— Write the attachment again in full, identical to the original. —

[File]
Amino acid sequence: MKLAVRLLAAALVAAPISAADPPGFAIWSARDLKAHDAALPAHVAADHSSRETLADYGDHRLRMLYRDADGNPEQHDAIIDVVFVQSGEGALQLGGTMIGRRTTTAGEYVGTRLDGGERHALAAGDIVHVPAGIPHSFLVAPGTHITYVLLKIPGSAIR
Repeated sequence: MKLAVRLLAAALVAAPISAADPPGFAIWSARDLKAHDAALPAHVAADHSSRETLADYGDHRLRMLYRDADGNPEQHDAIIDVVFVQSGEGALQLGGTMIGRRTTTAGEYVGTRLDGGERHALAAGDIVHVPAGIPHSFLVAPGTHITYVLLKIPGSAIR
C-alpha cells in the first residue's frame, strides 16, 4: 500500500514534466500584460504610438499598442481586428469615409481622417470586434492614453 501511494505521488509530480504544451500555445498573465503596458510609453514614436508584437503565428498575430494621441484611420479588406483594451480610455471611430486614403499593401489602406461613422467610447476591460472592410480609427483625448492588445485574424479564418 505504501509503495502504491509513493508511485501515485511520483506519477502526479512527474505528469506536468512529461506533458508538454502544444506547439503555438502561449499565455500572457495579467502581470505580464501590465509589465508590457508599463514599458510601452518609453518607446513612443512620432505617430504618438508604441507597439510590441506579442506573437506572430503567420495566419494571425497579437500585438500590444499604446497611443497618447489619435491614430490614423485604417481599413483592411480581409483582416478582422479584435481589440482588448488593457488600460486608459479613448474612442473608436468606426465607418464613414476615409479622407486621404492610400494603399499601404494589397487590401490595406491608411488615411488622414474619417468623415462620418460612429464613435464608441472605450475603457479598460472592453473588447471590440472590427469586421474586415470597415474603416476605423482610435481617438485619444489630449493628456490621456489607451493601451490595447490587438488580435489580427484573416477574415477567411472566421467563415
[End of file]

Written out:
Amino acid sequence: MKLAVRLLAAALVAAPISAADPPGFAIWSARDLKAHDAALPAHVAADHSSRETLADYGDHRLRMLYRDADGNPEQHDAIIDVVFVQSGEGALQLGGTMIGRRTTTAGEYVGTRLDGGERHALAAGDIVHVPAGIPHSFLVAPGTHITYVLLKIPGSAIR
Repeated sequence: MKLAVRLLAAALVAAPISAADPPGFAIWSARDLKAHDAALPAHVAADHSSRETLADYGDHRLRMLYRDADGNPEQHDAIIDVVFVQSGEGALQLGGTMIGRRTTTAGEYVGTRLDGGERHALAAGDIVHVPAGIPHSFLVAPGTHITYVLLKIPGSAIR
C-alpha cells in the first residue's frame, strides 16, 4: 500500500514534466500584460504610438499598442481586428469615409481622417470586434492614453 501511494505521488509530480504544451500555445498573465503596458510609453514614436508584437503565428498575430494621441484611420479588406483594451480610455471611430486614403499593401489602406461613422467610447476591460472592410480609427483625448492588445485574424479564418 505504501509503495502504491509513493508511485501515485511520483506519477502526479512527474505528469506536468512529461506533458508538454502544444506547439503555438502561449499565455500572457495579467502581470505580464501590465509589465508590457508599463514599458510601452518609453518607446513612443512620432505617430504618438508604441507597439510590441506579442506573437506572430503567420495566419494571425497579437500585438500590444499604446497611443497618447489619435491614430490614423485604417481599413483592411480581409483582416478582422479584435481589440482588448488593457488600460486608459479613448474612442473608436468606426465607418464613414476615409479622407486621404492610400494603399499601404494589397487590401490595406491608411488615411488622414474619417468623415462620418460612429464613435464608441472605450475603457479598460472592453473588447471590440472590427469586421474586415470597415474603416476605423482610435481617438485619444489630449493628456490621456489607451493601451490595447490587438488580435489580427484573416477574415477567411472566421467563415